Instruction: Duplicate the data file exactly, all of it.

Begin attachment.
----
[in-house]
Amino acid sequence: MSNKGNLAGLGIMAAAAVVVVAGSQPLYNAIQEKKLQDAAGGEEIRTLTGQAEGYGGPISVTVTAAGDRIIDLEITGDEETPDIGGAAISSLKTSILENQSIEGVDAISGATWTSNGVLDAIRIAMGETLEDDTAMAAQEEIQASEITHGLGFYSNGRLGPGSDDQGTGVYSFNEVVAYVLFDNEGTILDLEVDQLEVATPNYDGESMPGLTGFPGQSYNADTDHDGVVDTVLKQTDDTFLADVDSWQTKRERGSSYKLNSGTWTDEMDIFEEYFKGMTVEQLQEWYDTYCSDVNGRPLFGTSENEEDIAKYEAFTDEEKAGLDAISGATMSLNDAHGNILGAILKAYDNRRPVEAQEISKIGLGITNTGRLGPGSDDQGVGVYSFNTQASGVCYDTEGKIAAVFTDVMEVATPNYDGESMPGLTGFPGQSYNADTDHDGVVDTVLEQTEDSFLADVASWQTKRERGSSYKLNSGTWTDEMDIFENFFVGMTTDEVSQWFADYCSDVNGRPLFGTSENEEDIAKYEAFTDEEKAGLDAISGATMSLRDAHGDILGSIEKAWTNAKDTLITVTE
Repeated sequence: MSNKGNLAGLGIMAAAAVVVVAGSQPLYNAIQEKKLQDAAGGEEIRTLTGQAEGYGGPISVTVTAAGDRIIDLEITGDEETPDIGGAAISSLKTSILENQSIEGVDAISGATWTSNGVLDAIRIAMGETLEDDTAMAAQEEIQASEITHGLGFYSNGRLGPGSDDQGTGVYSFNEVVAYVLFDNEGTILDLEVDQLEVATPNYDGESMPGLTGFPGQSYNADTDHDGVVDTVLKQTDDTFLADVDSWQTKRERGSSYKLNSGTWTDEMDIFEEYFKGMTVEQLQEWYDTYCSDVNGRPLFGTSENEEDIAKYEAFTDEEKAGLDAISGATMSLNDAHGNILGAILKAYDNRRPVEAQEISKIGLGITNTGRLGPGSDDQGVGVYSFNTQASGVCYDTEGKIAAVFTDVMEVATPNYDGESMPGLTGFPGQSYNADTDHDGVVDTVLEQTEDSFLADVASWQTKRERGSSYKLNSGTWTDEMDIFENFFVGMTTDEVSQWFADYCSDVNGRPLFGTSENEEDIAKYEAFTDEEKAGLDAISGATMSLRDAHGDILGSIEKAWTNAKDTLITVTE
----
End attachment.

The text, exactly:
[in-house]
Amino acid sequence: MSNKGNLAGLGIMAAAAVVVVAGSQPLYNAIQEKKLQDAAGGEEIRTLTGQAEGYGGPISVTVTAAGDRIIDLEITGDEETPDIGGAAISSLKTSILENQSIEGVDAISGATWTSNGVLDAIRIAMGETLEDDTAMAAQEEIQASEITHGLGFYSNGRLGPGSDDQGTGVYSFNEVVAYVLFDNEGTILDLEVDQLEVATPNYDGESMPGLTGFPGQSYNADTDHDGVVDTVLKQTDDTFLADVDSWQTKRERGSSYKLNSGTWTDEMDIFEEYFKGMTVEQLQEWYDTYCSDVNGRPLFGTSENEEDIAKYEAFTDEEKAGLDAISGATMSLNDAHGNILGAILKAYDNRRPVEAQEISKIGLGITNTGRLGPGSDDQGVGVYSFNTQASGVCYDTEGKIAAVFTDVMEVATPNYDGESMPGLTGFPGQSYNADTDHDGVVDTVLEQTEDSFLADVASWQTKRERGSSYKLNSGTWTDEMDIFENFFVGMTTDEVSQWFADYCSDVNGRPLFGTSENEEDIAKYEAFTDEEKAGLDAISGATMSLRDAHGDILGSIEKAWTNAKDTLITVTE
Repeated sequence: MSNKGNLAGLGIMAAAAVVVVAGSQPLYNAIQEKKLQDAAGGEEIRTLTGQAEGYGGPISVTVTAAGDRIIDLEITGDEETPDIGGAAISSLKTSILENQSIEGVDAISGATWTSNGVLDAIRIAMGETLEDDTAMAAQEEIQASEITHGLGFYSNGRLGPGSDDQGTGVYSFNEVVAYVLFDNEGTILDLEVDQLEVATPNYDGESMPGLTGFPGQSYNADTDHDGVVDTVLKQTDDTFLADVDSWQTKRERGSSYKLNSGTWTDEMDIFEEYFKGMTVEQLQEWYDTYCSDVNGRPLFGTSENEEDIAKYEAFTDEEKAGLDAISGATMSLNDAHGNILGAILKAYDNRRPVEAQEISKIGLGITNTGRLGPGSDDQGVGVYSFNTQASGVCYDTEGKIAAVFTDVMEVATPNYDGESMPGLTGFPGQSYNADTDHDGVVDTVLEQTEDSFLADVASWQTKRERGSSYKLNSGTWTDEMDIFENFFVGMTTDEVSQWFADYCSDVNGRPLFGTSENEEDIAKYEAFTDEEKAGLDAISGATMSLRDAHGDILGSIEKAWTNAKDTLITVTE